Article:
Thursday, June 21, 2012

Orthodoxy in the Montessori Classroom

          A Montessori environment is concrete. It's experiential. It's full of beautiful things for the children to touch and explore, and so is our church. The children get to kiss icons, light candles, smell fragrant incense, and participate fully in our church using all the faculties of their bodies.
          In the Montessori 3-6 year old classroom, the children frequent activities known as Practical Life activities, which are indeed exactly what they sound like.
         They are based in the practical actions made in life such as pouring water, squeezing sponges, scrubbing tables, tying shoes, dusting, etc. Anyone who has ever observed a Montessori classroom has surely seen children doing these things, and perhaps, if no one had ever explained it to them, were befuddled by the seeming futility of the activities. I'm sure many parents peek through windows of Montessori classrooms and walk away thinking, "they want $15,000 a year to let my three year old run around pouring beans?" Because of this impression many have, I would be remiss not to mention that the actual point of these Practical Life activities isn't to aimlessly occupy them. These materials exist to bring the young child's awareness to his hands, to their ability to move, and his ability to master their movements. They allow him to focus intently on his work and thereby develop concentration. He has to decide whether to cut the flower stems and place them in the vase before or after filling the vase with water - a choice. He has to consider his entire body and a complete sequence of events while trying to complete one seemingly simple task. I could go on and on about Practical Life, as what I've mentioned barely begins to cover the vast importance of the most central area of the 3-6 classroom, but I'm not an expert on the Montessori Method and this is supposed to be about Orthodoxy in the Montessori Classroom, not pitchers and shoes.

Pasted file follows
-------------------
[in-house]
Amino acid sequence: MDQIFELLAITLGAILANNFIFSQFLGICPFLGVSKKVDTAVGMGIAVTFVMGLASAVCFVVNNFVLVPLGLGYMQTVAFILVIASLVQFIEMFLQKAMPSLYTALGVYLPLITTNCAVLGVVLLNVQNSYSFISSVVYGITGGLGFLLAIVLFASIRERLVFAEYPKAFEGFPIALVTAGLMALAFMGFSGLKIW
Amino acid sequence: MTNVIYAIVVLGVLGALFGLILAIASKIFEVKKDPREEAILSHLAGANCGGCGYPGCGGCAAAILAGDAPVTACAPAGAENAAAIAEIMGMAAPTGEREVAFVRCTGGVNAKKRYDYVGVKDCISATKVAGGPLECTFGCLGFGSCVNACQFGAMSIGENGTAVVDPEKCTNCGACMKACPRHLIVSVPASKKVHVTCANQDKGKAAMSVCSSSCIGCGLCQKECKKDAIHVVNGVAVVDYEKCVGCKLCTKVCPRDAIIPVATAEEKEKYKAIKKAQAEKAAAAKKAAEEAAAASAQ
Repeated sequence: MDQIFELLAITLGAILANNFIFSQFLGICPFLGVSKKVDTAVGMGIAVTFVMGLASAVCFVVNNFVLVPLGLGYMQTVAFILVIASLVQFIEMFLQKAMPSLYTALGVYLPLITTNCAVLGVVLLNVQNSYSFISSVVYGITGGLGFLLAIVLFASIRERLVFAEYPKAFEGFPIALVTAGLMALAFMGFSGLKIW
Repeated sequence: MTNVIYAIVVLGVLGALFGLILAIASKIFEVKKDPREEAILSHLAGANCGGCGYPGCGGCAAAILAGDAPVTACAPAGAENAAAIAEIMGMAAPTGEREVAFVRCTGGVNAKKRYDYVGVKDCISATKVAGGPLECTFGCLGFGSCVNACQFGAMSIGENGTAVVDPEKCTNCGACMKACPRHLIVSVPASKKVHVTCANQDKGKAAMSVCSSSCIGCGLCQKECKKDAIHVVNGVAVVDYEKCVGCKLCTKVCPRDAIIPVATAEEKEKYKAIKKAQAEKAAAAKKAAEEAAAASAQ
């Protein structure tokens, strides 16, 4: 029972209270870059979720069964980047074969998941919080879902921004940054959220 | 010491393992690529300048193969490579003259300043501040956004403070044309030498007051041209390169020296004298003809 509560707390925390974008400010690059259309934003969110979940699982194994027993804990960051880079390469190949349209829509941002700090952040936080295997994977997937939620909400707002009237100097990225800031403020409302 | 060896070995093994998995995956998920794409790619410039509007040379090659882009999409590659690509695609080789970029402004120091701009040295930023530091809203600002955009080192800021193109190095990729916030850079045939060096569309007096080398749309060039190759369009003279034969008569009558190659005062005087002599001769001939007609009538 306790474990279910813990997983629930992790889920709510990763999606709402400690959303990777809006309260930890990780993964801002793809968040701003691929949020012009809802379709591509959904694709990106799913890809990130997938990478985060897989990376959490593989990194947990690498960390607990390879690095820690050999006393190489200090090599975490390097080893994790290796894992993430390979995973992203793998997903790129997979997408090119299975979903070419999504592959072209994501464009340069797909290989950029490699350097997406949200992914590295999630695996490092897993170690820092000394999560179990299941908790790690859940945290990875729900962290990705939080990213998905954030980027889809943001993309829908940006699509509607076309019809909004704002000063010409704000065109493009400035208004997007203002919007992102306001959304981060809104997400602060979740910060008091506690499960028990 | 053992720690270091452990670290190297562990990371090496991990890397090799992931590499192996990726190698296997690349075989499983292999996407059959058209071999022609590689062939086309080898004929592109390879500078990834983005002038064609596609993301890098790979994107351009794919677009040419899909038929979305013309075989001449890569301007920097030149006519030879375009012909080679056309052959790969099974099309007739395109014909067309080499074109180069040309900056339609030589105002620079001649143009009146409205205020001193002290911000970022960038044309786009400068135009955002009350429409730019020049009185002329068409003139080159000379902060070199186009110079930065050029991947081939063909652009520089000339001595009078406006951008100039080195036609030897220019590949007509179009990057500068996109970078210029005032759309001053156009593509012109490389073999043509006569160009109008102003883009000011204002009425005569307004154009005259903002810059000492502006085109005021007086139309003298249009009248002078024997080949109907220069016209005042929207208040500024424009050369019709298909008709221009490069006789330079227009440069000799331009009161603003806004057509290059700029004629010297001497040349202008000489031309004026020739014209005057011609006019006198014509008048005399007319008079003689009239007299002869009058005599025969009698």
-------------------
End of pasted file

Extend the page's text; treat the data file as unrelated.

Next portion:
Well, actually, it's about both because Orthodoxy is incorporated into the Montessori environment most simply by means of Practical Life. For us, our Faith is practical life. Our Faith is not simply theoretical and conceptual, it is concrete and experiential. We practice it every day. And our children can experience and practice our Faith in any way we make available to them. One child cleans a window, another an icon. One scrubs a table, another polishes a cross. A child who has learned to scoop, pour and level makes leaven as described in the Gospel of Matthew. Another plants a seed after hearing the Parable of the Scattered Seed. And yet another practices making the Sign of the Cross over and over, meticulously staring at his fingers until they start to come together just right.
          All of these scenes I hope to paint for you as I continue working with the children and am able to share with you what they share with me.

The children polished a silver icon of Panagia until there was not a single trace of tarnish remaining. We took the icon from the work and hung it on the wall, replacing it with some other miscellaneous silver for them to polish instead. They went and took it off the wall, completely disregarding the tarnished cups and pitchers we'd given them. 
They just wanted their Panagia.
One of the twenty or so children in our Sunday School room lighting a candle as she comes in after church.
After having heard the Parable of the Leaven, this 3 year old child works at combining 3 measures of meal and 1 measure of leaven. He'll later set it aside and observe it as it rises.

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